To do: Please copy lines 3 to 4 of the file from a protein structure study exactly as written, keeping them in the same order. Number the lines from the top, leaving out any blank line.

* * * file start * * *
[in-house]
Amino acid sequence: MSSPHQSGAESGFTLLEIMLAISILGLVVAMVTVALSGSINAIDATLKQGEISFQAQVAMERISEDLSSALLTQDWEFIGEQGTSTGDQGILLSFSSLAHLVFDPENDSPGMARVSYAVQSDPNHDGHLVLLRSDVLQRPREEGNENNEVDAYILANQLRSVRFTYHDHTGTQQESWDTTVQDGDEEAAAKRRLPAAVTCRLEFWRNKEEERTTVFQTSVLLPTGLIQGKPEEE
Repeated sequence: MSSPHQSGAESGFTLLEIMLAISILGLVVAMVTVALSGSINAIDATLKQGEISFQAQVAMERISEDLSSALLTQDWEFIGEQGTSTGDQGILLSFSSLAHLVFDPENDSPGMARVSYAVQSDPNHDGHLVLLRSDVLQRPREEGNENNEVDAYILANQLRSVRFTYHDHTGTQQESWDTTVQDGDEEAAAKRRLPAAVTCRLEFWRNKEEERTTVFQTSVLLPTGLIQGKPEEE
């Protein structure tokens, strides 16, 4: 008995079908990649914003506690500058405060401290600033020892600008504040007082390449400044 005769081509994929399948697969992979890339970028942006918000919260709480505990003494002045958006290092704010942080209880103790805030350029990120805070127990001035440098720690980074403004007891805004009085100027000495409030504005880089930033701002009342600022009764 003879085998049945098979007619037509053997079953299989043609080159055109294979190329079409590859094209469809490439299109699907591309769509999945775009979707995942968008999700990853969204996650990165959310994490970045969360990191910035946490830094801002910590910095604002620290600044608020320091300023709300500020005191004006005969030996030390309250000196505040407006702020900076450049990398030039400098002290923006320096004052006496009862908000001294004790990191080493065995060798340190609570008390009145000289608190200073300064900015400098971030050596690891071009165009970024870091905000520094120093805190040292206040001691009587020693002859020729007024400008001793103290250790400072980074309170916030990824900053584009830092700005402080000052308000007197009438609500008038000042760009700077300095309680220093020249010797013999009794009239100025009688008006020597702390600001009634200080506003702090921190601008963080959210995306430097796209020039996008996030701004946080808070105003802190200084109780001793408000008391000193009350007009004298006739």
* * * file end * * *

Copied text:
Repeated sequence: MSSPHQSGAESGFTLLEIMLAISILGLVVAMVTVALSGSINAIDATLKQGEISFQAQVAMERISEDLSSALLTQDWEFIGEQGTSTGDQGILLSFSSLAHLVFDPENDSPGMARVSYAVQSDPNHDGHLVLLRSDVLQRPREEGNENNEVDAYILANQLRSVRFTYHDHTGTQQESWDTTVQDGDEEAAAKRRLPAAVTCRLEFWRNKEEERTTVFQTSVLLPTGLIQGKPEEE
């Protein structure tokens, strides 16, 4: 008995079908990649914003506690500058405060401290600033020892600008504040007082390449400044 005769081509994929399948697969992979890339970028942006918000919260709480505990003494002045958006290092704010942080209880103790805030350029990120805070127990001035440098720690980074403004007891805004009085100027000495409030504005880089930033701002009342600022009764 003879085998049945098979007619037509053997079953299989043609080159055109294979190329079409590859094209469809490439299109699907591309769509999945775009979707995942968008999700990853969204996650990165959310994490970045969360990191910035946490830094801002910590910095604002620290600044608020320091300023709300500020005191004006005969030996030390309250000196505040407006702020900076450049990398030039400098002290923006320096004052006496009862908000001294004790990191080493065995060798340190609570008390009145000289608190200073300064900015400098971030050596690891071009165009970024870091905000520094120093805190040292206040001691009587020693002859020729007024400008001793103290250790400072980074309170916030990824900053584009830092700005402080000052308000007197009438609500008038000042760009700077300095309680220093020249010797013999009794009239100025009688008006020597702390600001009634200080506003702090921190601008963080959210995306430097796209020039996008996030701004946080808070105003802190200084109780001793408000008391000193009350007009004298006739």